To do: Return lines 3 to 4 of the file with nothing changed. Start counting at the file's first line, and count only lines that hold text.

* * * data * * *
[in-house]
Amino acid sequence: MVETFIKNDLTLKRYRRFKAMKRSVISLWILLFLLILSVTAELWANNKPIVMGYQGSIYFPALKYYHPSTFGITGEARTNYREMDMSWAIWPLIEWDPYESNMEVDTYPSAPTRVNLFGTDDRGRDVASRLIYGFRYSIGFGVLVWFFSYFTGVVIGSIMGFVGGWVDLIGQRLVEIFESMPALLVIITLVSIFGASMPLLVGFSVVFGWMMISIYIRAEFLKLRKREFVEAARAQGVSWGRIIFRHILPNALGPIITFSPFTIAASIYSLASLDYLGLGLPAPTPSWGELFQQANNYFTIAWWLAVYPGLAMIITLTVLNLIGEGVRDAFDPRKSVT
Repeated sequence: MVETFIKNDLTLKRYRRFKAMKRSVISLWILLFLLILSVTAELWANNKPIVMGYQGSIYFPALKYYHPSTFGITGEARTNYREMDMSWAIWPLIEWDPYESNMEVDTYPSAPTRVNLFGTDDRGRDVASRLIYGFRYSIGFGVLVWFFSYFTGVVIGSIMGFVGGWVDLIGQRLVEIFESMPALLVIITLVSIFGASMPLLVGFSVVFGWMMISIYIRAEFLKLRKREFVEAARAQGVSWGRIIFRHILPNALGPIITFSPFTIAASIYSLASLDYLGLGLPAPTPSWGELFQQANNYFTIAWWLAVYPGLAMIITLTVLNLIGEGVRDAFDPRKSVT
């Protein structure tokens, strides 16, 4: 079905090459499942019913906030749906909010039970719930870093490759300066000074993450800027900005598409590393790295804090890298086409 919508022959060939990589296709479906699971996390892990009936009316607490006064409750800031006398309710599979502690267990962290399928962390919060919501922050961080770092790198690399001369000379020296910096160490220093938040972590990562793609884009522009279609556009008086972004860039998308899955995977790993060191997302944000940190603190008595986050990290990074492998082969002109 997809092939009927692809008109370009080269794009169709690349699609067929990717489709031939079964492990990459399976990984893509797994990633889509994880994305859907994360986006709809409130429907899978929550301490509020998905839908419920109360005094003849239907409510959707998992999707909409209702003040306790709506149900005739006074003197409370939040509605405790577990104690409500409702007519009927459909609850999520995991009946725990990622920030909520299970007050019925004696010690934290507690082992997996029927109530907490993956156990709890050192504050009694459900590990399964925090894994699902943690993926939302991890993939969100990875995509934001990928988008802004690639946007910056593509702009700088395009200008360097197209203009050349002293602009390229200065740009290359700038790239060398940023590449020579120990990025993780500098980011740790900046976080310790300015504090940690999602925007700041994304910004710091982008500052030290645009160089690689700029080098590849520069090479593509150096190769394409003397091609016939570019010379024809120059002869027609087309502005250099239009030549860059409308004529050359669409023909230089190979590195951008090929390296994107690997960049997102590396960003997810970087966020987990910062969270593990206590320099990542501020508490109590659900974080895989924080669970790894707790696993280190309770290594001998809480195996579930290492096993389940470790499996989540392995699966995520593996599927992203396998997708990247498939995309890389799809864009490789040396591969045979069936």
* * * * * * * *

Repeated sequence: MVETFIKNDLTLKRYRRFKAMKRSVISLWILLFLLILSVTAELWANNKPIVMGYQGSIYFPALKYYHPSTFGITGEARTNYREMDMSWAIWPLIEWDPYESNMEVDTYPSAPTRVNLFGTDDRGRDVASRLIYGFRYSIGFGVLVWFFSYFTGVVIGSIMGFVGGWVDLIGQRLVEIFESMPALLVIITLVSIFGASMPLLVGFSVVFGWMMISIYIRAEFLKLRKREFVEAARAQGVSWGRIIFRHILPNALGPIITFSPFTIAASIYSLASLDYLGLGLPAPTPSWGELFQQANNYFTIAWWLAVYPGLAMIITLTVLNLIGEGVRDAFDPRKSVT
């Protein structure tokens, strides 16, 4: 079905090459499942019913906030749906909010039970719930870093490759300066000074993450800027900005598409590393790295804090890298086409 919508022959060939990589296709479906699971996390892990009936009316607490006064409750800031006398309710599979502690267990962290399928962390919060919501922050961080770092790198690399001369000379020296910096160490220093938040972590990562793609884009522009279609556009008086972004860039998308899955995977790993060191997302944000940190603190008595986050990290990074492998082969002109 997809092939009927692809008109370009080269794009169709690349699609067929990717489709031939079964492990990459399976990984893509797994990633889509994880994305859907994360986006709809409130429907899978929550301490509020998905839908419920109360005094003849239907409510959707998992999707909409209702003040306790709506149900005739006074003197409370939040509605405790577990104690409500409702007519009927459909609850999520995991009946725990990622920030909520299970007050019925004696010690934290507690082992997996029927109530907490993956156990709890050192504050009694459900590990399964925090894994699902943690993926939302991890993939969100990875995509934001990928988008802004690639946007910056593509702009700088395009200008360097197209203009050349002293602009390229200065740009290359700038790239060398940023590449020579120990990025993780500098980011740790900046976080310790300015504090940690999602925007700041994304910004710091982008500052030290645009160089690689700029080098590849520069090479593509150096190769394409003397091609016939570019010379024809120059002869027609087309502005250099239009030549860059409308004529050359669409023909230089190979590195951008090929390296994107690997960049997102590396960003997810970087966020987990910062969270593990206590320099990542501020508490109590659900974080895989924080669970790894707790696993280190309770290594001998809480195996579930290492096993389940470790499996989540392995699966995520593996599927992203396998997708990247498939995309890389799809864009490789040396591969045979069936």